Another dark horse suddenly entered the Receiver War and raced to the top for a brief time and claimed the prize of having the worlds most powerful Receiver.
Not a name you would normally associate with high-end audio components today, Hitachi released in November 1977 the SR-2004 – a 200 Watt RMS per channel Receiver.
This surprising beast was built on a power supply of very similar design to Pioneer’s SX-1250 with a large toroidal transformer with dual-windings upon a common core and 4 filter capacitors with a combination of 2x 18,000uf and 2x 10,000uf caps.
This Receiver stands alone in the Receiver War with it’s unique Class G amplifier. Headroom in amplifiers from the mid 70s had been a big thing, but Hitachi claimed that this amplifier had the headroom to allow for brief periods to double it’s rated power output, apparently a feature of Class-G amplifier architecture. Reportedly this amplifier would run cool even when being pushed to it’s limits.
Hitachi being a electronics components manufacturer meant that almost all the components in this unit were produced by Hitachi with the exception of the transformer and the filter caps.
Again this amplifier was competing in the new front of the Receiver War and showed a slight reduction in THD with a rating of 0.08% across a broader frequency spectrum of 10Hz to 40,000Hz. Cosmetically this receiver was very similar to the Pioneer SX-1250, especially in it’s rear-end, however it incorporated the now highly popular Analogue VU meters into it’s fascia.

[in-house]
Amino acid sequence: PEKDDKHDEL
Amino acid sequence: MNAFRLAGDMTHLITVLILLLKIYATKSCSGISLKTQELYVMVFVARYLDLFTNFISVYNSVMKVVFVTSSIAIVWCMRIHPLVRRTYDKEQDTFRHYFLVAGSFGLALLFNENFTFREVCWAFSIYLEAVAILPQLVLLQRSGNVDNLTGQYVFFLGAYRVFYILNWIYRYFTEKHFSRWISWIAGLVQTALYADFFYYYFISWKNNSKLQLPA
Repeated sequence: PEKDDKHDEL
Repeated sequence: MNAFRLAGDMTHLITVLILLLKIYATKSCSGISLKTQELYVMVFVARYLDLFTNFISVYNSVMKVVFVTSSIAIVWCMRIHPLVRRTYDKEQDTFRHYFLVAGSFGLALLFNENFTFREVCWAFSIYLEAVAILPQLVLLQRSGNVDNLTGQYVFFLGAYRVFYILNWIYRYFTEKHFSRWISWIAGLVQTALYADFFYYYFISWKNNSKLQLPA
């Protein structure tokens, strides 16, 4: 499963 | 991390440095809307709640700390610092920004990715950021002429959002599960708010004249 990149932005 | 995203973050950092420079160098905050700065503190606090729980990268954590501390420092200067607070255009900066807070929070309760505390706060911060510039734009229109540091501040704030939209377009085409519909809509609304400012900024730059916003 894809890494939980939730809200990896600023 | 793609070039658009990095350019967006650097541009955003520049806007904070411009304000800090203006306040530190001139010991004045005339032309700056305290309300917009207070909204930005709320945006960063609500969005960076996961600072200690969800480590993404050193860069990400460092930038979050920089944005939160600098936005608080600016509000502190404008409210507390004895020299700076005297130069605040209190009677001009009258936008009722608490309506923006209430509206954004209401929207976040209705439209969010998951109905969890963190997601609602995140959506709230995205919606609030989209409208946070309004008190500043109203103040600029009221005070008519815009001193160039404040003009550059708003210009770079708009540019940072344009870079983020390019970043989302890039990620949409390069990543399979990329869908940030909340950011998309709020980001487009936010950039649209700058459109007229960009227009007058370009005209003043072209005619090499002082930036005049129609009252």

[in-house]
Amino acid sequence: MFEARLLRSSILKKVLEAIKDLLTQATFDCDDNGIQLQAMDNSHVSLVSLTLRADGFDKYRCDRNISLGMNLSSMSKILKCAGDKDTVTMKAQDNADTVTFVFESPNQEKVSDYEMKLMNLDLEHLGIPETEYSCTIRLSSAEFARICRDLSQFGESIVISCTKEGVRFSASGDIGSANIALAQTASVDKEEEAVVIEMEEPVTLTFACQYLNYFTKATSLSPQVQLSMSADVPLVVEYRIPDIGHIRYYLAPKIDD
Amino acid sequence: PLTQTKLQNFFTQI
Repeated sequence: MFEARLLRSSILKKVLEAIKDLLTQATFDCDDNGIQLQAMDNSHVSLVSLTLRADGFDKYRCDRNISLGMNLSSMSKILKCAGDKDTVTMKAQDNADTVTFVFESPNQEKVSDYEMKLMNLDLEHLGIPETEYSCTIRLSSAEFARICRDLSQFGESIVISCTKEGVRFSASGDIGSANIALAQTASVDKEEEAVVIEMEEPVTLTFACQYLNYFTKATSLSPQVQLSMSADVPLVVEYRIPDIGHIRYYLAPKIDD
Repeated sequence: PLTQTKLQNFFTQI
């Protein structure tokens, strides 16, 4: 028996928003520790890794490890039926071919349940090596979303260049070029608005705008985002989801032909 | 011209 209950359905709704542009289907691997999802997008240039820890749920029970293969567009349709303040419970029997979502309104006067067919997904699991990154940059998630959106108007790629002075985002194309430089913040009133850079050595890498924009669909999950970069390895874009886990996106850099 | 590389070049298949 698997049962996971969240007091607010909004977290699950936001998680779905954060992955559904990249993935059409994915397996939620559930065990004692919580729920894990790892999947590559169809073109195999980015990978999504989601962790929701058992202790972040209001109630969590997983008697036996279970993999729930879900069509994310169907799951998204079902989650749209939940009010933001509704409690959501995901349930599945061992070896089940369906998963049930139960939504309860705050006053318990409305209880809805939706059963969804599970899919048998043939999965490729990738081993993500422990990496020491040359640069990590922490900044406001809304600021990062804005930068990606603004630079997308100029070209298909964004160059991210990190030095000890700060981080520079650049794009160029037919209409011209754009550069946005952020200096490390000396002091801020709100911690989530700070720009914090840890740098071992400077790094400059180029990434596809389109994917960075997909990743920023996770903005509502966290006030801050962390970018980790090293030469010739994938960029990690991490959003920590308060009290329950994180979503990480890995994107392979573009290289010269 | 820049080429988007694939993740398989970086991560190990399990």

Dimensions: 580 x 186 x 447mm Weight: 25.5kg
Marantz who had been pro-active in the battle from the get-go, understood that it was pointless to merely equal their competitors power ratings. To maintain a dominant position in the market they had to SMASH IT!
And that they did with the release of the Marantz Model 2500 in 1977 with a thunderous rating of 250 Watts RMS per channel, beating the SX-1250 by a whopping 90 Watts RMS per channel, and Hitachi’s rating by a convincing 50 Watts RMS per channel!
Marantz had also moved to introduce a toroidal core transformer coupled to two ‘dual’ filter capacitors rated at 7,200uf x2 for a total capacitance of 14,400uf per ‘capacitor’.
The curious thing to note here is that this Marantz 2500 has less total capacitance then their previous top model the Marantz 2325 but was delivering double the power? I will leave the question as to how this would effect its dynamic power performance up to the listener.
The amplifier section incorporated Direct Coupling with a Quadrupled-Parallell Output Stage and the chassis was fitted with a cooling fan which would have required further shielding to prevent noise from leaking into the amplifier, however this fan apparently did its job very well and reportedly this model ran very cool even when pushed to its limits.
The Model 2500 also saw a marked improvement in Harmonic Distortion with a rating of 0.05% THD at it’s full power of 250 Watts RMS 8 ohms per channel measured between 20Hz to 20,000Hz.
An aesthetically impressive unit the Model 2500 also featured an oscilloscope display for added pleasure, along with all the bells and whistles one could expect in top model.
With an original retail price of $1,750.00 USD on release in 1977 would price this unit at over $6,870.00 USD in 2015, and make it the most expensive Receiver in the War to date.
Marantz had decisively won the power wars in 1977 in what can only be described as a quantum leap in power output. Marantz had once again made their mark as both leaders and innovators of High Fidelity.